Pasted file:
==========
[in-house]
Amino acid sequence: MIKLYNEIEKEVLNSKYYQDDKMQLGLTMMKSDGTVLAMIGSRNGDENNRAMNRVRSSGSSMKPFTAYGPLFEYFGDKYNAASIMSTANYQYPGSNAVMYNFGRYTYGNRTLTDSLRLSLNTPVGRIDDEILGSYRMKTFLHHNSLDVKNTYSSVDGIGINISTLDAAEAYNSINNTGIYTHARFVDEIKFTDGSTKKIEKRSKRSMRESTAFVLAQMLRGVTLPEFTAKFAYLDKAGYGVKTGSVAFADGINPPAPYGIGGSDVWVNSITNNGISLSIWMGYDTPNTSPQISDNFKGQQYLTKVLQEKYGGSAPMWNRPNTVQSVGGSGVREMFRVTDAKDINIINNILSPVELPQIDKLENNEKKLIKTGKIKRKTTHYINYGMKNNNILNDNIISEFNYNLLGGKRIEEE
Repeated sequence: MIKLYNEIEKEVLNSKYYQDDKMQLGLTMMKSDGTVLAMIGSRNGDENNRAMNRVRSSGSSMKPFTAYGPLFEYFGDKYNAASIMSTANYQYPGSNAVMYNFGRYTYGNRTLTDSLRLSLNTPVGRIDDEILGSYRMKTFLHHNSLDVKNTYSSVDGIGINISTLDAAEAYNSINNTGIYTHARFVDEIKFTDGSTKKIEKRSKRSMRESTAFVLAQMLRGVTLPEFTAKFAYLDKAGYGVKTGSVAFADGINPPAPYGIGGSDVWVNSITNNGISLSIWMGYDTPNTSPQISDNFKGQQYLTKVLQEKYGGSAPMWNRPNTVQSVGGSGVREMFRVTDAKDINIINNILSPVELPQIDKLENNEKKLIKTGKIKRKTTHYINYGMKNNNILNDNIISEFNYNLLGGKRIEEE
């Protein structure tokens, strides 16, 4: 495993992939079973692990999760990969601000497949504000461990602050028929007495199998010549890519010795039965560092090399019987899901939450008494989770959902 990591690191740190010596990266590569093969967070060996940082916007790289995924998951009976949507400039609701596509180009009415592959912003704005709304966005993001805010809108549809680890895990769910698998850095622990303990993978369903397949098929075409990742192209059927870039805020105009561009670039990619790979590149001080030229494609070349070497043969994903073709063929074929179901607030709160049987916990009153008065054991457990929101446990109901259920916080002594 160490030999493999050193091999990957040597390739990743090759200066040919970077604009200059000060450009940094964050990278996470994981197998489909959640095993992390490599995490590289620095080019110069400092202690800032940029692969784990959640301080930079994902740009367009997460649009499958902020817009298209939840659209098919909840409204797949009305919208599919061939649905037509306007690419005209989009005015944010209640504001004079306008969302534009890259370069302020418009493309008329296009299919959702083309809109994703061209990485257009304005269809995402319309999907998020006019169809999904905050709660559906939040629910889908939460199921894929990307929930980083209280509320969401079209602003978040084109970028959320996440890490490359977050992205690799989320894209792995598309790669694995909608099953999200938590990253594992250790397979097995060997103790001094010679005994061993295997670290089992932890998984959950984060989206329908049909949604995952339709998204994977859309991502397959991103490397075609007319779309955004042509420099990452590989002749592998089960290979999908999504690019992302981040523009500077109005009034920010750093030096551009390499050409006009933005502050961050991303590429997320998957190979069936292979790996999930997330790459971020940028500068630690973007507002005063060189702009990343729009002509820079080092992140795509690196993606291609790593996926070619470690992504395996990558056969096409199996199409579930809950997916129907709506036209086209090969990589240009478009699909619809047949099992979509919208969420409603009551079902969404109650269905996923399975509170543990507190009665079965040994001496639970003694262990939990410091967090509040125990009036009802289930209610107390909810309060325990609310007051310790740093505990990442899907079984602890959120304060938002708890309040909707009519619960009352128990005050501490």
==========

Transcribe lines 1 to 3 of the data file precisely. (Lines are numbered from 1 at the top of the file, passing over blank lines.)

[in-house]
Amino acid sequence: MIKLYNEIEKEVLNSKYYQDDKMQLGLTMMKSDGTVLAMIGSRNGDENNRAMNRVRSSGSSMKPFTAYGPLFEYFGDKYNAASIMSTANYQYPGSNAVMYNFGRYTYGNRTLTDSLRLSLNTPVGRIDDEILGSYRMKTFLHHNSLDVKNTYSSVDGIGINISTLDAAEAYNSINNTGIYTHARFVDEIKFTDGSTKKIEKRSKRSMRESTAFVLAQMLRGVTLPEFTAKFAYLDKAGYGVKTGSVAFADGINPPAPYGIGGSDVWVNSITNNGISLSIWMGYDTPNTSPQISDNFKGQQYLTKVLQEKYGGSAPMWNRPNTVQSVGGSGVREMFRVTDAKDINIINNILSPVELPQIDKLENNEKKLIKTGKIKRKTTHYINYGMKNNNILNDNIISEFNYNLLGGKRIEEE
Repeated sequence: MIKLYNEIEKEVLNSKYYQDDKMQLGLTMMKSDGTVLAMIGSRNGDENNRAMNRVRSSGSSMKPFTAYGPLFEYFGDKYNAASIMSTANYQYPGSNAVMYNFGRYTYGNRTLTDSLRLSLNTPVGRIDDEILGSYRMKTFLHHNSLDVKNTYSSVDGIGINISTLDAAEAYNSINNTGIYTHARFVDEIKFTDGSTKKIEKRSKRSMRESTAFVLAQMLRGVTLPEFTAKFAYLDKAGYGVKTGSVAFADGINPPAPYGIGGSDVWVNSITNNGISLSIWMGYDTPNTSPQISDNFKGQQYLTKVLQEKYGGSAPMWNRPNTVQSVGGSGVREMFRVTDAKDINIINNILSPVELPQIDKLENNEKKLIKTGKIKRKTTHYINYGMKNNNILNDNIISEFNYNLLGGKRIEEE